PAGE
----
Iowa

Rep. Steve King Called Immigrants ‘Dirt’ in Recorded Conversation
Iowa Republican had previously denied making the comments

Rep. Steve King, R-Iowa, called immigrants “dirt” in a pre-election meeting with constituents last week. (Tom Williams/CQ Roll Call file photo)

News outlet The Weekly Standard released an audio recording of Rep. Steve King referring to immigrants from the West Coast as “dirt” during a conversation with constituents before the midterm elections last week.

King, who staved off a challenge from Democrat J.D. Scholten by 3 points last week, had previously denied he made the comments and called for the audio’s release.

Congressional Ethics Office Refers Four Cases to House Committee
With members leaving or feds investigating, most cases likely to not proceed

The Office of Congressional Ethics referred four cases to the House Ethics Committee last quarter. (Bill Clark/CQ Roll Call)

The Office of Congressional Ethics sent four referrals to the House Ethics committee for further review in the third quarter of 2018, according to a report released Thursday.

Although the report did not name names associated with the referrals, the Ethics Committee has announced actions on OCE referrals concerning current members between July and September.

Did the Politics of Division Work? Yes and No
Though America has always seen progress and pushback, this election threatened to push us back a century or two

When we look back at this election, we’ll remember all the “firsts.” But we’ll also remember that time the president called Andrew Gillum, vying to become Florida’s first African-American governor, “not equipped” and a “stone-cold thief,” Curtis writes. (Tom Williams/CQ Roll Call)

OPINION — Donald Trump is a celebrity president, more interested in declaring a “great victory” after the 2018 midterms than in vowing to bring the country together. As he sparred with the media Wednesday and bragged about outdoing Barack Obama, Oprah Winfrey and famous folks who stumped for the other side, he did his best Rodney Dangerfield routine, playing the aggrieved president who has all the power but gets no respect.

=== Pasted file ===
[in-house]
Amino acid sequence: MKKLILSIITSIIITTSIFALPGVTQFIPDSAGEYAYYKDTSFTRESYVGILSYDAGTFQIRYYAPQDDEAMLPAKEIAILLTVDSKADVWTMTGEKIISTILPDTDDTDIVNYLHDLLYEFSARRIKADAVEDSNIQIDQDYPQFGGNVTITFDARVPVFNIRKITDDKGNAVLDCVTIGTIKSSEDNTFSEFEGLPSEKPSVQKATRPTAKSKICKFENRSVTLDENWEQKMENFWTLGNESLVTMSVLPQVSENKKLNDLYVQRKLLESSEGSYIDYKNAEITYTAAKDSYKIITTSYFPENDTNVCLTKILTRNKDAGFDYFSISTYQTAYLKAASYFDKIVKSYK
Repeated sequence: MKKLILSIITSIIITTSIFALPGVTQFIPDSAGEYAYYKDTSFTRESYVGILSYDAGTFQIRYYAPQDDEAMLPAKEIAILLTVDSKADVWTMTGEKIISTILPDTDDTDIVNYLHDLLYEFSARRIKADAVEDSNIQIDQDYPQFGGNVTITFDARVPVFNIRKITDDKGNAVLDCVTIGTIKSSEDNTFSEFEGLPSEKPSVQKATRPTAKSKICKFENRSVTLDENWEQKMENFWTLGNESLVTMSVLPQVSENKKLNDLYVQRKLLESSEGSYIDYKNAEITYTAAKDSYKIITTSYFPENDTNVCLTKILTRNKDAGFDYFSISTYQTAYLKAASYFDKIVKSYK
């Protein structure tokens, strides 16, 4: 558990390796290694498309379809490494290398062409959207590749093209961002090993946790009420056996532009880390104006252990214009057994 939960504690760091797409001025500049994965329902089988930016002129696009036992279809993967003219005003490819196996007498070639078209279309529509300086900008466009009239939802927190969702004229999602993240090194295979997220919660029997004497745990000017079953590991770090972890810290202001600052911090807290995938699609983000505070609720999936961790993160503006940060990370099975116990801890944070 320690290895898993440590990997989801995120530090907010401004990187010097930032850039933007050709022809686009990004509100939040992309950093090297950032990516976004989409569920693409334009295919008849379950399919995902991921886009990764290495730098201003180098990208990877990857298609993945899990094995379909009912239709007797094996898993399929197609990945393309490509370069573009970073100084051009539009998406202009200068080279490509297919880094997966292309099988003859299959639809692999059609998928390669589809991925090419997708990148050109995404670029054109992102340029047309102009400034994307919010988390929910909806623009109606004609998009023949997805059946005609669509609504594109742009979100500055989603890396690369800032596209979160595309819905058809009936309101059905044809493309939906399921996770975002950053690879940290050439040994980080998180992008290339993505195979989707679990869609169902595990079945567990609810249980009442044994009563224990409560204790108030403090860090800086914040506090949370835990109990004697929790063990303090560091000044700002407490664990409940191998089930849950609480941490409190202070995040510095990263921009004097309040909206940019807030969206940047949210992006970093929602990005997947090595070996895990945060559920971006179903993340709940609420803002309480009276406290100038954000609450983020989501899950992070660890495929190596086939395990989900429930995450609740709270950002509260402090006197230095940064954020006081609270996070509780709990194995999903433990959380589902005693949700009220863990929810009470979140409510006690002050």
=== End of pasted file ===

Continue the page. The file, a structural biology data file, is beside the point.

When asked about the violent episodes that shook America in the weeks before Nov. 6 and whether he should soften his tone, he boasted about the economy, said he was “sad” to see the violence, and then talked about his great relationship with Israel.

The Replacements: Trump Has No Shortage of Candidates to Follow Sessions
A Mueller probe skeptic and several GOP senators all make the list

Then-Sen. Jeff Sessions, R-Ala., endorses Donald Trump to be the Republican nominee for president during a campaign rally at Madison City Schools Stadium in Madison, Ala., on Feb. 28. 2016. (Tom Williams/CQ Roll Call)

There is no shortage of candidates to replace Jeff Sessions as attorney general, and President Donald Trump could even again turn to the Senate.

Sessions and Trump clashed almost from the start, with the president even admitting he gave the former Alabama lawmaker the job out of a sense of loyalty. Sessions was the first GOP senator to endorse Trump’s 2016 White House candidacy. As Democrats warn of a constitutional crisis, the president will get to pick a nominee this time for other reasons.

Attorney General Jeff Sessions Out, Constitutional Crisis Murmurs Begin
Ongoing feud between Trump and Sessions comes to an end

Attorney General Jeff Sessions is out just one day after the 2018 midterms in which Democrats regained control of the House. (Tom Williams/CQ Roll Call file photo)

President Donald Trump fired Attorney General Jeff Sessions one day after Democrats regained control of the House and voiced intent to ratchet up pressure on the White House.